AN ECHO OF THINGS TO COME by James Islington

AN ECHO OF THINGS TO COME

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KIRKUS REVIEW

Second part of Islington’s doorstopper epic fantasy trilogy (The Shadow of What Was Lost, 2016), set in a world of the Gifted, whose magic lies in being able to tap into their own life force, and the Augurs, who wield a higher-order magic.

Islington supplies a "refresher" of the events of Book 1 that isn’t as helpful as you might suppose for reasons that will soon become clear. The laws that kept the Augurs and the Gifted constrained have been changed to allow them to defend Andarra against mysterious invaders. Three 16-year-olds who became friends at a school for the Gifted, Davian, Wirr, and Asha, now face different futures. Davian must learn to control his Augur powers and determine why the Boundary, put in place many years ago to keep out an invader called Aarkein Devaed, is weakening. Wirr, who, following his father’s death, is now Prince Torin the Northwarden, suspects that the story his father told him was false and must also deal with his interfering mother. By means of treachery, Asha’s Gifted powers have been suppressed, turning her into a Shadow; determined to find out how and why, she may discover more than she bargained for. Their friend Caeden has learned he’s an immortal; worse, he was once Aarkein Devaed but could not bear the crushing guilt and deleted his memories. Now he finds he needs them back; but is he really as evil as everybody says and he himself believes? With the narrative lacking the clear theme usually found in epic fantasy, the particulars assume critical importance; without them readers will be unable to decipher such magnificently gnomic passages as: "Andrael’s ridiculous weapon did its job and took my Reserve, so the Siphon is now bonded to Ashalia rather than me. If you want to seal the ilshara, she will need to find the final Tributary. The one that you set aside for Gassandrid, until he began to suspect and split himself."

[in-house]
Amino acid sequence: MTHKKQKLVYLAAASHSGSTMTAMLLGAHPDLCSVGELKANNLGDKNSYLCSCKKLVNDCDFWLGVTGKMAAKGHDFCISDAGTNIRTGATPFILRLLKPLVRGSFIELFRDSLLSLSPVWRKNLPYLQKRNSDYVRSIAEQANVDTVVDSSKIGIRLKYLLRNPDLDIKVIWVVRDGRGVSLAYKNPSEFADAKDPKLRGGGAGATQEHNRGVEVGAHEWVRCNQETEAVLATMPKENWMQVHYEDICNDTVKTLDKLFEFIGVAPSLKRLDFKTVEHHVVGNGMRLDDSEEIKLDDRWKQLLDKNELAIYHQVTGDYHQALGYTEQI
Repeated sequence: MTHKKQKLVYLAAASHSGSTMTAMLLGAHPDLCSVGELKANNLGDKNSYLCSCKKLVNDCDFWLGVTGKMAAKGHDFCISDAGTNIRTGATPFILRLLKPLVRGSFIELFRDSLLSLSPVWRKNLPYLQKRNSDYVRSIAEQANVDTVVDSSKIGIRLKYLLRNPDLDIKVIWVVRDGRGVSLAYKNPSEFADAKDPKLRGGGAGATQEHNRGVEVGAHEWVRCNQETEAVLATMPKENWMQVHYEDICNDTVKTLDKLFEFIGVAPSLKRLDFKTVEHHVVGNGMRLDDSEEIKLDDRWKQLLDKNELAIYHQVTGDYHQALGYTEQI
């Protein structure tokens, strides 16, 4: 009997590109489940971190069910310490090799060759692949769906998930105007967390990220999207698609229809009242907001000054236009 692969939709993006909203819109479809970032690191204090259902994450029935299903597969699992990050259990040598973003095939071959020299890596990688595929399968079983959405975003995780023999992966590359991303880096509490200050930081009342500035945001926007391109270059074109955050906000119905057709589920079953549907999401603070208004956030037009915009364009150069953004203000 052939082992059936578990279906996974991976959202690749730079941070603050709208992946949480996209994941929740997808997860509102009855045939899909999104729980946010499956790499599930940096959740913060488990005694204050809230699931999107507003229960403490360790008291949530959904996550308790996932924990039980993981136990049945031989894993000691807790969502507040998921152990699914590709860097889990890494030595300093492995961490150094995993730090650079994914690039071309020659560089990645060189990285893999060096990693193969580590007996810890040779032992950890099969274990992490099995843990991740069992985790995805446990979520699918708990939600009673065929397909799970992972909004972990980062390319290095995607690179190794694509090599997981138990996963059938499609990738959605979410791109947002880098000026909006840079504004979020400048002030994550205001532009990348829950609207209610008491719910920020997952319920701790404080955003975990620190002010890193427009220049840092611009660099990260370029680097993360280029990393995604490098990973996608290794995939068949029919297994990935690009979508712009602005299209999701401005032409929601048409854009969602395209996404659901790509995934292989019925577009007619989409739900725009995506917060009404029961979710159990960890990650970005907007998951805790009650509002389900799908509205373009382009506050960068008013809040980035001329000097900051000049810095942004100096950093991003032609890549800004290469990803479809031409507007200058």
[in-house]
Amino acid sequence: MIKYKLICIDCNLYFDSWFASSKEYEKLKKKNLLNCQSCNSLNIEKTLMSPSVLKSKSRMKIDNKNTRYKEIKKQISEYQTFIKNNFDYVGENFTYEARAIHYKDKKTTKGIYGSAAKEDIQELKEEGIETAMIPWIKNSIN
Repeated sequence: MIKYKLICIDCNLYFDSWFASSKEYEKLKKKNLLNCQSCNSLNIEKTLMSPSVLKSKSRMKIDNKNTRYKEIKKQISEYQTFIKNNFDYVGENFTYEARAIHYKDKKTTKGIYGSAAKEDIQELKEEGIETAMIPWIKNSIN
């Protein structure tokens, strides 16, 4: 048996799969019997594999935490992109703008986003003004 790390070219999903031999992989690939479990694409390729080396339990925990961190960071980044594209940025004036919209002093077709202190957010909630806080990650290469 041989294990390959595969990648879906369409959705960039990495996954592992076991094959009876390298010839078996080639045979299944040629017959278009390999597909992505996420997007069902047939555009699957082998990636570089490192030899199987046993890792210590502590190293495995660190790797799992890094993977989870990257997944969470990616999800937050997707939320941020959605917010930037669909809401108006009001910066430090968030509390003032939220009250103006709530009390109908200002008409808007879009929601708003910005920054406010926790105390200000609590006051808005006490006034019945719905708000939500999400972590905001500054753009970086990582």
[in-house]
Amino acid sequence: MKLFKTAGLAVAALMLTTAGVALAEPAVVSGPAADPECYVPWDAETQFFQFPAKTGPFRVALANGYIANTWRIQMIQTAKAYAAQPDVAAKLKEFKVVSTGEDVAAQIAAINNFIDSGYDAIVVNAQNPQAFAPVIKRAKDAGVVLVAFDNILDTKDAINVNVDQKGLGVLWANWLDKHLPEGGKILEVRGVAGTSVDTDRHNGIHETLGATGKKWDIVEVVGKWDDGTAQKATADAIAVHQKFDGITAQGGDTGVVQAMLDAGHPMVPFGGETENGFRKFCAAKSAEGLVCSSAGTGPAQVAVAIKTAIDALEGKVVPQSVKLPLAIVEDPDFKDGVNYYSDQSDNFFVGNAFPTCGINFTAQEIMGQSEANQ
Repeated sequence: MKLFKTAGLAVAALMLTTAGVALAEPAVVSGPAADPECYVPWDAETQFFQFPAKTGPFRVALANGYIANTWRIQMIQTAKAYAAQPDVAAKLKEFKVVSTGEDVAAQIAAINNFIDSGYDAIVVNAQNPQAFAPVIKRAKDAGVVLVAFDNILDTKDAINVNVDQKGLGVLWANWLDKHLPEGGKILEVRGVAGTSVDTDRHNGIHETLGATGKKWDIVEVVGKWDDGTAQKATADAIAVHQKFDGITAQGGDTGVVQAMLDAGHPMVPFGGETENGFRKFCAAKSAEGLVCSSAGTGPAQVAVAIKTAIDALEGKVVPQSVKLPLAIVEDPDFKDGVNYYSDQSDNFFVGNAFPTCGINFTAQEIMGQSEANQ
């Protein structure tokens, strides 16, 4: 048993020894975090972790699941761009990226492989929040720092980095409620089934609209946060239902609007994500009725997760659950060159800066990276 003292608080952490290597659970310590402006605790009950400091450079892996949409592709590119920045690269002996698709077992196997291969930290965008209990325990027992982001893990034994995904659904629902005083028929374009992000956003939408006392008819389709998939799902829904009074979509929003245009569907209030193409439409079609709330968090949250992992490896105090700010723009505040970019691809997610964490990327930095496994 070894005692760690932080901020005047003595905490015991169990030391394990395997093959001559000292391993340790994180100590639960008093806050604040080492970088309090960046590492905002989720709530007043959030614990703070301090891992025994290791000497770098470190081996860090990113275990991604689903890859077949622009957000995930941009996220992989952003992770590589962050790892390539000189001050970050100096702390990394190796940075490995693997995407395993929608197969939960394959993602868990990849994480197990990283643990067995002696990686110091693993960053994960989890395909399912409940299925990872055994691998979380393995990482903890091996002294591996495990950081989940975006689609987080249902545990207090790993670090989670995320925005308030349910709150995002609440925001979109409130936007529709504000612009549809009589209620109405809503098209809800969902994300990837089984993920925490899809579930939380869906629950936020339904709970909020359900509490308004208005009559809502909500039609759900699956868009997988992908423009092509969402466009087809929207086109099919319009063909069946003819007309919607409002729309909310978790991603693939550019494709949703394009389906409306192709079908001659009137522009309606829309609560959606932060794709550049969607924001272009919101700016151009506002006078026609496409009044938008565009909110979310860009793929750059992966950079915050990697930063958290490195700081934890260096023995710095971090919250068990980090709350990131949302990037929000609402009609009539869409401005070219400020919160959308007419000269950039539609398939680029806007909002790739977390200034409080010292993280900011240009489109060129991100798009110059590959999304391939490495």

Though the book is vastly overelaborate, the steady pace and intricately fascinating details are relentlessly gripping; fans of the first volume won’t be disappointed.

Pub Date: Aug. 22nd, 2017
ISBN: 978-0-316-27411-1
Page count: 704pp
Publisher: Orbit
Review Posted Online:
Kirkus Reviews Issue: June 15th, 2017




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